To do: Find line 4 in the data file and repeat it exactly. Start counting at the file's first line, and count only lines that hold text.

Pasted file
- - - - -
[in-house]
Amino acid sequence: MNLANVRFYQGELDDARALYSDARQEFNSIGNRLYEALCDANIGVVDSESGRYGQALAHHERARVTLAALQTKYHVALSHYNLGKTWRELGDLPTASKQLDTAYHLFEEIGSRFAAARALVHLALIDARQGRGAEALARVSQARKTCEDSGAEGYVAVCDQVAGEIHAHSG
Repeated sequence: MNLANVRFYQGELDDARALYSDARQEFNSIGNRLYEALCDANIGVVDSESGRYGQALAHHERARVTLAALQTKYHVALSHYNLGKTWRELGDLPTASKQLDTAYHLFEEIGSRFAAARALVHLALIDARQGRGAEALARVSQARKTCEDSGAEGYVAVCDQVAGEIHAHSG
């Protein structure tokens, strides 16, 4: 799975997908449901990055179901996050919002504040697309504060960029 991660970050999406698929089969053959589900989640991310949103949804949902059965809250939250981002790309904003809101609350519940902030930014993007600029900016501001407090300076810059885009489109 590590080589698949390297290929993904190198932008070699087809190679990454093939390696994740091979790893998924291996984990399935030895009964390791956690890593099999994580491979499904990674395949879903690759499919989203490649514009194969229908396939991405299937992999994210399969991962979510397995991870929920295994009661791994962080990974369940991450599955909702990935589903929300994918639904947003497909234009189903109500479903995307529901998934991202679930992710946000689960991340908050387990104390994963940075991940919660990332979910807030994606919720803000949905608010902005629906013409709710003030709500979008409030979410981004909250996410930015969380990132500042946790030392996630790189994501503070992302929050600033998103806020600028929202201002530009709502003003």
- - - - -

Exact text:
């Protein structure tokens, strides 16, 4: 799975997908449901990055179901996050919002504040697309504060960029 991660970050999406698929089969053959589900989640991310949103949804949902059965809250939250981002790309904003809101609350519940902030930014993007600029900016501001407090300076810059885009489109 590590080589698949390297290929993904190198932008070699087809190679990454093939390696994740091979790893998924291996984990399935030895009964390791956690890593099999994580491979499904990674395949879903690759499919989203490649514009194969229908396939991405299937992999994210399969991962979510397995991870929920295994009661791994962080990974369940991450599955909702990935589903929300994918639904947003497909234009189903109500479903995307529901998934991202679930992710946000689960991340908050387990104390994963940075991940919660990332979910807030994606919720803000949905608010902005629906013409709710003030709500979008409030979410981004909250996410930015969380990132500042946790030392996630790189994501503070992302929050600033998103806020600028929202201002530009709502003003």